8 Simple Ways to Save Money and Amass a Fortune in 2019Last Updated: January 1, 2019
People are smarter about cash these days, due to the ravages of the global recession. But personal finance never seems to have the focus and attention it deserves. Even the most minimal downward adjustment to cash outflow can have amazing consequences, not just for your bank account but also for your outlook on life. Try engaging with these 8 simple mindset-shifts and enjoy the results!
IT SHOULD never be forgotten—by entrepreneurs and the wider world—how important it is to save cash regularly. Being suddenly deprived of earnings is an unpleasant prospect; and without the safety net of savings, it can be quite terrifying. However, with a few attitude adjustments, there are simple ways to save money that can build you a nest egg of significance.
“Money, like emotions, is something you must control to keep your life on the right track.”
Safety and security are good things. There’s a book called The Great Pearl of Wisdom by novelist Bangambiki Habyarimana, in which he writes: “I used to say, why save money if I’ll die tomorrow. I haven’t died yet and I have nothing to survive on.”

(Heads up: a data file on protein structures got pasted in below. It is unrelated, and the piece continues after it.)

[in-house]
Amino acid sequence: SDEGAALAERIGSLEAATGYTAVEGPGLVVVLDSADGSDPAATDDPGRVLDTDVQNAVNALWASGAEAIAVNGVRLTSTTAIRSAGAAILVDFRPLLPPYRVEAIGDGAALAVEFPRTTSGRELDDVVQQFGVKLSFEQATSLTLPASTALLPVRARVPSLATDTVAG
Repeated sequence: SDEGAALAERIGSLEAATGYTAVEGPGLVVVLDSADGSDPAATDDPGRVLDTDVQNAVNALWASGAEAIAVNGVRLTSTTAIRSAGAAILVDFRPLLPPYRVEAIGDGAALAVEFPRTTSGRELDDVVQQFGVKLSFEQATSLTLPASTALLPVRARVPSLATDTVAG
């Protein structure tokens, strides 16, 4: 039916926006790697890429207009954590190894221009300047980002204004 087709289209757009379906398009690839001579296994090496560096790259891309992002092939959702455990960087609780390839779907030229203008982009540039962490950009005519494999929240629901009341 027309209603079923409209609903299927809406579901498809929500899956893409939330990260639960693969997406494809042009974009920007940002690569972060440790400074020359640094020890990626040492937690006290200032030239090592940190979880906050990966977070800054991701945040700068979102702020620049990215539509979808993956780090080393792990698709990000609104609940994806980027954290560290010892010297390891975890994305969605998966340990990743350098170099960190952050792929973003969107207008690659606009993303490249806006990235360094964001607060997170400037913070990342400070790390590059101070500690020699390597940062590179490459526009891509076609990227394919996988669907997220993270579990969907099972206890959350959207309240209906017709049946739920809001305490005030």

While you’re allowing that thought to percolate as you reflect on your own attitude to money, you should also consider that this is not the only reason to save.
Author and inspirational speaker Natasha Munson comes closest to providing a broad, positive positive imperative, with a line from her book Life Lessons for My Sisters: How to Make Wise Choices and Live a Life You Love!: “Money, like emotions, is something you must control to keep your life on the right track.”
Money is one of those things that you seldom reap any tangible benefits from unless you learn to appreciate its value, and consciously control. The amazing thing is, that there is so much to be saved through so little sacrifice.
Even minor tweaks to your outgoings, and adjustment of the way you think about spending towards taking responsibility for things, will pay off—not just financially, but also in the positive energy and liberation that comes with being truly in control of your life.
Try to think of it not a question of sacrifice, but of you taking charge. Before we go further, here’s a brief video in which the famous financial adviser Alvin Hall talks about how his success stemmed from taking control of his personal finances.
Here are 8 things—all simple ways to save money—that you should do if you feel that you do not have sufficient control of the money you earn. One final word of advice before getting into the list. Modern IT innovations have led to the creation of personal accounting software packages that certainly help to relieve the monitoring and administration that’s necessary to hit your targets.